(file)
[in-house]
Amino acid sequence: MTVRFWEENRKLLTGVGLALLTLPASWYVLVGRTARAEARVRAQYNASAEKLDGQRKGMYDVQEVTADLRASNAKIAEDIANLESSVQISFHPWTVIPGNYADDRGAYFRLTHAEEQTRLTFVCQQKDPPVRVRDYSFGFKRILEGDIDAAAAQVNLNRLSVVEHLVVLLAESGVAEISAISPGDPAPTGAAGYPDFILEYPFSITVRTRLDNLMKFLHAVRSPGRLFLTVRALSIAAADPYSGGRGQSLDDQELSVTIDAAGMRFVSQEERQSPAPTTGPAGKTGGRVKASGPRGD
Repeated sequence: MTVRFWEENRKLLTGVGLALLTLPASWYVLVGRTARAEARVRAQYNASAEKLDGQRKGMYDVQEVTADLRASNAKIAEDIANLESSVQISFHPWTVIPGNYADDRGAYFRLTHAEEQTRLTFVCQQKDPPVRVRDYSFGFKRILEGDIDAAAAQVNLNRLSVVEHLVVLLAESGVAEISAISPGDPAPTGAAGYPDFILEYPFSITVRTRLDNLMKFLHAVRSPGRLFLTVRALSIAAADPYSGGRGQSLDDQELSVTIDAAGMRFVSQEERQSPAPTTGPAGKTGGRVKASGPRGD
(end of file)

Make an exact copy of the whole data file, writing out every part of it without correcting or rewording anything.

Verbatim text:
[in-house]
Amino acid sequence: MTVRFWEENRKLLTGVGLALLTLPASWYVLVGRTARAEARVRAQYNASAEKLDGQRKGMYDVQEVTADLRASNAKIAEDIANLESSVQISFHPWTVIPGNYADDRGAYFRLTHAEEQTRLTFVCQQKDPPVRVRDYSFGFKRILEGDIDAAAAQVNLNRLSVVEHLVVLLAESGVAEISAISPGDPAPTGAAGYPDFILEYPFSITVRTRLDNLMKFLHAVRSPGRLFLTVRALSIAAADPYSGGRGQSLDDQELSVTIDAAGMRFVSQEERQSPAPTTGPAGKTGGRVKASGPRGD
Repeated sequence: MTVRFWEENRKLLTGVGLALLTLPASWYVLVGRTARAEARVRAQYNASAEKLDGQRKGMYDVQEVTADLRASNAKIAEDIANLESSVQISFHPWTVIPGNYADDRGAYFRLTHAEEQTRLTFVCQQKDPPVRVRDYSFGFKRILEGDIDAAAAQVNLNRLSVVEHLVVLLAESGVAEISAISPGDPAPTGAAGYPDFILEYPFSITVRTRLDNLMKFLHAVRSPGRLFLTVRALSIAAADPYSGGRGQSLDDQELSVTIDAAGMRFVSQEERQSPAPTTGPAGKTGGRVKASGPRGD